But Mr. Kaczynski was not one of these extraordinary men. Just before his death, his approval rating was under 30 percent, while his disapproval rating was twice that. His odds of re-election later this year were meager. He was widely considered the worst Polish president since 1989. Yet in death, he is a national hero.
Out of tragedy, normality
(The Economist) Poland’s prospects look bright, despite the aeroplane crash that killed its president on April 10th. But Poles still have a lot to do to make the most of their chances
President Lech Kaczynski of Poland, his wife, and dozens of the country’s military and political elite were killed when an aeroplane transporting them to a ceremony to commemorate a second world war massacre crashed in bad weather in western Russia. An early sense of national unity was dissipated when a row erupted over a decision to bury Mr Kaczynski at a site reserved for kings and heroes. Poland’s presidential election, originally due to be held in the autumn, is now expected to take place in June.
Paying Russia’s respects
The dignified response to Poland’s loss has a wider significance
(Daily Mail) Black box reveals pilots of Polish president’s jet knew they were doomed and there was ‘dramatic’ flight deck speech; (NYT) Black Boxes Yield Data on Crash of Polish Jet
Roger Cohen writes movingly of the hope that emerges from this tragedy: The Glory of Poland – History’s gyre can be of an unbearable cruelty – the death of Poland’s elite in the same cursed place, Katyn. But even the cruelest history can be overcome.
Polish Crash in Russia Creates Contrarian Bond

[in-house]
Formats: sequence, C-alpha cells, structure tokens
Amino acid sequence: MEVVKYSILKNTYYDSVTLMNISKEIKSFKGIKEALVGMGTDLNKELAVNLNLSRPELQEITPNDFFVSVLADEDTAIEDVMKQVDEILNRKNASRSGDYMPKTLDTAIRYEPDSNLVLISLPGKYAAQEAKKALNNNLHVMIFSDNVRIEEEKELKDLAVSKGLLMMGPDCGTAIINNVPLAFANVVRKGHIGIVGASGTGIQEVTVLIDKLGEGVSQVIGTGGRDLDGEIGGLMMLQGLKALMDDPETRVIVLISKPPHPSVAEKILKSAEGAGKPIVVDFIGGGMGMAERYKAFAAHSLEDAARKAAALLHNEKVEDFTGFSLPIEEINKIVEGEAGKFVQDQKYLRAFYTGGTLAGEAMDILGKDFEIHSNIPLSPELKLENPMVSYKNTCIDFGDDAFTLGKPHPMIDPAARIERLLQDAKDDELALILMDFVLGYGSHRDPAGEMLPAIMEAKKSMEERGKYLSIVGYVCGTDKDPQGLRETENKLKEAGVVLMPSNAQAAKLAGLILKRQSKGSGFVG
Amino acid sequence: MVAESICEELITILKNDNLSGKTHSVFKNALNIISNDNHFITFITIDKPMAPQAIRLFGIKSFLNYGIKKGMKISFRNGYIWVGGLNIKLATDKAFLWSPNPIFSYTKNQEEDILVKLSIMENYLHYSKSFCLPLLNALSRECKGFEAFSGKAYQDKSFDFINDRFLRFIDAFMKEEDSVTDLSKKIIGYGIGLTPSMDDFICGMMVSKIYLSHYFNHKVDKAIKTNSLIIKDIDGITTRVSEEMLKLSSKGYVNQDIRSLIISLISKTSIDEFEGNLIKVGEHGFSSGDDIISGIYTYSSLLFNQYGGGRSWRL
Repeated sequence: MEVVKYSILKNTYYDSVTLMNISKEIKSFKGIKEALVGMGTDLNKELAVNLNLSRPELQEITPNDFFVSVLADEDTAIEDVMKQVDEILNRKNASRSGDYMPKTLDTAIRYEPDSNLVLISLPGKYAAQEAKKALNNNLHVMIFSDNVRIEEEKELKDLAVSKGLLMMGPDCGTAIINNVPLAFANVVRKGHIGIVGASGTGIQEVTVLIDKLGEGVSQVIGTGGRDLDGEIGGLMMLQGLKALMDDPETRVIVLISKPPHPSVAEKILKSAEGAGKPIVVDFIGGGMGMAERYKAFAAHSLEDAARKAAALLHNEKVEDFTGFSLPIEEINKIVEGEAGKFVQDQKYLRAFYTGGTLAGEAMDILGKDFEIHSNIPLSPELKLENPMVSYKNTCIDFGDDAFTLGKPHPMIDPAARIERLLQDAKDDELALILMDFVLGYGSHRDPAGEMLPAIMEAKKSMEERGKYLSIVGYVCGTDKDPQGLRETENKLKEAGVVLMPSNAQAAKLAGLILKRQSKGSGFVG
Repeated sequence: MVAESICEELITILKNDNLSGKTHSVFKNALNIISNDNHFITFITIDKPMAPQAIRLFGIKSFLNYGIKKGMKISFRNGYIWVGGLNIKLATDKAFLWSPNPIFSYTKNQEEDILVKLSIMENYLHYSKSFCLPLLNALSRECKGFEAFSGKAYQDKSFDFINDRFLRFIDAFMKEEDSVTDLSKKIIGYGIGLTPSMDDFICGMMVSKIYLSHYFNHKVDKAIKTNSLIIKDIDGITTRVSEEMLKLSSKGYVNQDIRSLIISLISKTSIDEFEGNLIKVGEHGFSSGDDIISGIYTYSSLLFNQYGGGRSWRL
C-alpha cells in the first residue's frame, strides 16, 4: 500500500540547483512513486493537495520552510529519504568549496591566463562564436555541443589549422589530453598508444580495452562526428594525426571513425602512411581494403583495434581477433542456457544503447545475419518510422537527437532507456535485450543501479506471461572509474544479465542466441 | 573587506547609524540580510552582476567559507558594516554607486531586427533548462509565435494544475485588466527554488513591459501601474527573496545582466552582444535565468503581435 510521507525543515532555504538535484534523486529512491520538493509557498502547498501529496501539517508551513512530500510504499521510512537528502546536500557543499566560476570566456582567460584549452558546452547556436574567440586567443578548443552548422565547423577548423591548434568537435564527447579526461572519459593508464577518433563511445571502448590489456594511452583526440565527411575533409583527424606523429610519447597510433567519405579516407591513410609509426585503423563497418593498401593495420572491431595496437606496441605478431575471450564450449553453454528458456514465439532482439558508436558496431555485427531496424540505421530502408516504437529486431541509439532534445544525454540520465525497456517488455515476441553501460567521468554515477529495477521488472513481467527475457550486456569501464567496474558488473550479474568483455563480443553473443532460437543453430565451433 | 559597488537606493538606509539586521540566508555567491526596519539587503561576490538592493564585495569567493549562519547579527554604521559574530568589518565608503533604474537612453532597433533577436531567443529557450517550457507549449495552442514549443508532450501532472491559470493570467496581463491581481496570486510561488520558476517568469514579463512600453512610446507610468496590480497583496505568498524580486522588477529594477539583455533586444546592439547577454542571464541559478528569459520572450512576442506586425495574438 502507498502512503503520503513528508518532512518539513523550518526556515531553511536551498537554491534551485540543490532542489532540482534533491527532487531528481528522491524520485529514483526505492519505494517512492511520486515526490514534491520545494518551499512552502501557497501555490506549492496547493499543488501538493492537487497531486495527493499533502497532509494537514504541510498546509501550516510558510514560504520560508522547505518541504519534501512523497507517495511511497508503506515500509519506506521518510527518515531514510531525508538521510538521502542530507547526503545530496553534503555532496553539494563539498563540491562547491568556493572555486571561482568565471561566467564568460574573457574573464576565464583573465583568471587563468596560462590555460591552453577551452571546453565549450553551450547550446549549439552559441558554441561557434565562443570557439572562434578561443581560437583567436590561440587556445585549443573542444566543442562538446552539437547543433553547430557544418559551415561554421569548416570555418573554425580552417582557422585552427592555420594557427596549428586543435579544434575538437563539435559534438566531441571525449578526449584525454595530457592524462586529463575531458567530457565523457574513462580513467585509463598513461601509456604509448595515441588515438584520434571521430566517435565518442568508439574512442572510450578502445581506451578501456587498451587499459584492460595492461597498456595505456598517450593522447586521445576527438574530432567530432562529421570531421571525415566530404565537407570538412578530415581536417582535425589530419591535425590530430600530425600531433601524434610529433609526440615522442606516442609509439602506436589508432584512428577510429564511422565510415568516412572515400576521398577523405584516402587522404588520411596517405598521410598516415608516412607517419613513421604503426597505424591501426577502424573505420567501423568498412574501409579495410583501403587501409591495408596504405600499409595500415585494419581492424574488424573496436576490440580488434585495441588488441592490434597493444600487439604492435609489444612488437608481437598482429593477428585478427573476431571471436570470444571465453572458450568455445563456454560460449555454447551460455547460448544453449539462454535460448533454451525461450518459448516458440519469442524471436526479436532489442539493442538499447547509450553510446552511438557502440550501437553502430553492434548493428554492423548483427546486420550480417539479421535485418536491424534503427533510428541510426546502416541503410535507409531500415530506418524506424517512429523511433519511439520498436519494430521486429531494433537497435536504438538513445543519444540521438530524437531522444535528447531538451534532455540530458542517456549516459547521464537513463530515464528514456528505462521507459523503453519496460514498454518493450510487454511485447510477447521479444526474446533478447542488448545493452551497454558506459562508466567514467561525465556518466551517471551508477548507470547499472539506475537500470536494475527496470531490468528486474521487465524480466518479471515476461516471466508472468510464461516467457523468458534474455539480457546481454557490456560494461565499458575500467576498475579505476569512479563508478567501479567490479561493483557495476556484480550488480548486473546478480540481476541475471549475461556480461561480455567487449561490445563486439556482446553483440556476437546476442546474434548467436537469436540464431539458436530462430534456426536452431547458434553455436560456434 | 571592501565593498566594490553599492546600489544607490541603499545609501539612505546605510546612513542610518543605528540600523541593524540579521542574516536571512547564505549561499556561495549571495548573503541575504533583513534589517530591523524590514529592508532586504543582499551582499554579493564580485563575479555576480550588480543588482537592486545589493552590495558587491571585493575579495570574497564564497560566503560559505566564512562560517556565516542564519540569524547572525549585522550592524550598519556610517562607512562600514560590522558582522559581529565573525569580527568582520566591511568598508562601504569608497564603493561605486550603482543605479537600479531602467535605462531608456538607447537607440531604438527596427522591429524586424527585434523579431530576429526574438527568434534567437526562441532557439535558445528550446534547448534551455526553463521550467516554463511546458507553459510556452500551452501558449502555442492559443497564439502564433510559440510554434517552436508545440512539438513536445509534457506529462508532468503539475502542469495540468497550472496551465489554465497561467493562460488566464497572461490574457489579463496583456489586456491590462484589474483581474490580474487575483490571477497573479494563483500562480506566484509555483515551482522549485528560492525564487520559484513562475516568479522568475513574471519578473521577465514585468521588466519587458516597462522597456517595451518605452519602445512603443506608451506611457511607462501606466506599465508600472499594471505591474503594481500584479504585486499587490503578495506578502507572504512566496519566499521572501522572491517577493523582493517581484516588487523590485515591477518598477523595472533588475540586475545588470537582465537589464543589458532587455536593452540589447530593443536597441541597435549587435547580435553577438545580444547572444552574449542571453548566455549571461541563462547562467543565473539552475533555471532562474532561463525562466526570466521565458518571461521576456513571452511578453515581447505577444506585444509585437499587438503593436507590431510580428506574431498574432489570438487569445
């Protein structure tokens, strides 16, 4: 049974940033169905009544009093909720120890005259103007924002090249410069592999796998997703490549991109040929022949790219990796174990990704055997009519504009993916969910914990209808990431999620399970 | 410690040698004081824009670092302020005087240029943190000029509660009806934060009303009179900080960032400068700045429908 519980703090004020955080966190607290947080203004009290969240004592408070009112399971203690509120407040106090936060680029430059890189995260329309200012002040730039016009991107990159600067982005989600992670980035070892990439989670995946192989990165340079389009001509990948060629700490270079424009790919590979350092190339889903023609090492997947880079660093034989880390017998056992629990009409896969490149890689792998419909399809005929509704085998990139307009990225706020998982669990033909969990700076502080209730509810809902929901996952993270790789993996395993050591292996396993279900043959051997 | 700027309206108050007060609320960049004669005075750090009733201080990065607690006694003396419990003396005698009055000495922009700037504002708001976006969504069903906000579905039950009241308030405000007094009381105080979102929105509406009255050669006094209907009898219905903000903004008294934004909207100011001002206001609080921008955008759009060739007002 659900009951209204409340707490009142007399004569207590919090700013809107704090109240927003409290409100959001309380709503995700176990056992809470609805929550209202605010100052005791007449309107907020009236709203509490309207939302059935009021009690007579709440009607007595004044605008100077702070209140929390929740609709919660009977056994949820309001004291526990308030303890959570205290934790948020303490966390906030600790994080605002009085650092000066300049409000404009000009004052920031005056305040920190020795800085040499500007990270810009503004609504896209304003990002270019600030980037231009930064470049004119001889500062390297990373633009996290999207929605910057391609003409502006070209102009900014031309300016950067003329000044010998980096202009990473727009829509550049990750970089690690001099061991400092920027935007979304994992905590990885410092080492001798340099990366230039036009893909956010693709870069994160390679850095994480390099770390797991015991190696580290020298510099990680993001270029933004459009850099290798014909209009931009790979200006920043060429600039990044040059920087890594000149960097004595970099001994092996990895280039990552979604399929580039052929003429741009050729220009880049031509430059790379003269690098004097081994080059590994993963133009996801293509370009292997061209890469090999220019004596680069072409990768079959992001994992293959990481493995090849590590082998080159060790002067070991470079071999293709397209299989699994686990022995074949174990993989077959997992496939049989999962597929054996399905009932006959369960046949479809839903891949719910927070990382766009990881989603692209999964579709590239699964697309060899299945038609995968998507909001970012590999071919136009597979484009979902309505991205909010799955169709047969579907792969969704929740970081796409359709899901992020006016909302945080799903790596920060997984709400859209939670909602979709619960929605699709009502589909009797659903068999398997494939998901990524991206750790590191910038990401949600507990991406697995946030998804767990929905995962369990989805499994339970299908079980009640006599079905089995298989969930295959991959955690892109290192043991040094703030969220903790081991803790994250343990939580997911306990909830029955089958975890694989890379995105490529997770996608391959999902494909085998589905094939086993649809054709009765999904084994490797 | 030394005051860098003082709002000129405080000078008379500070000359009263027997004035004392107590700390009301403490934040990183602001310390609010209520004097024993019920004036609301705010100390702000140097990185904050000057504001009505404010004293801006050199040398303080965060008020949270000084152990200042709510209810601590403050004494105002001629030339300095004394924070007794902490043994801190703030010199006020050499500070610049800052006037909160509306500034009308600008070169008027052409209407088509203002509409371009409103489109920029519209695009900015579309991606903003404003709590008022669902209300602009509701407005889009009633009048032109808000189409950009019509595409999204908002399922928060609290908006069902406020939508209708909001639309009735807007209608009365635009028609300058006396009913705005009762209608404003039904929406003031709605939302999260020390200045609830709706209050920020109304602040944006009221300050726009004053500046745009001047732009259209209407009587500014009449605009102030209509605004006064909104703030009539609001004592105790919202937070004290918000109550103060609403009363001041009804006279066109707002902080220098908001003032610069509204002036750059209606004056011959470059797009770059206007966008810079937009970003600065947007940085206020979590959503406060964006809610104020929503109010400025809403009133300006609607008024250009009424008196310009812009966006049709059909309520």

far from aggravating frictions in Russian-Polish relations, as initially feared, the plane crash that killed Poland’s president and a swath of the upper echelon of politicians and military leaders on Saturday appears to have achieved the opposite effect, encouraging kindness and understanding on both sides.
Grief-stricken Poland mourns president
(FT) Poland came to a standstill as the body of Lech Kaczynski, the president was returned home to Warsaw the day after a plane crash in Russia in which he and dozens of the country’s political and military elite died
Polish Crash Inquiry Looks at Decision to Land Pundits and people around the world are wondering why the pilot landed the plane in bad weather and why so much of Poland’s leadership was traveling together on a single aircraft.
The Legacy Of Lech and Maria Kaczynski: Si Monumentum Requiris, Circumspice
Poland is in deep sorrow, yet coping firmly and democratically with this calamity. Lech Kaczynski helped make that happen – a towering moral and political achievement, for Poland and for Europe.
World Leaders, Especially Merkel, Express Sadness
Russian President Dmitri Medvedev was one of the first to offer condolences and immediately called for an investigation into the cause of the crash, which occurred in dense fog close to Smolensk and not far from the woods of Katyn where Mr. Kaczynski was due to commemorate the 1940 massacre of thousands of Polish officers and top civil servants by Joseph Stalin’s secret police.
Poland: President Kaczyński is Killed in Plane Crash in Russia – Initial Reactions
2 Comments on "Poland 2010"
nice post. thanks.
What a great resource!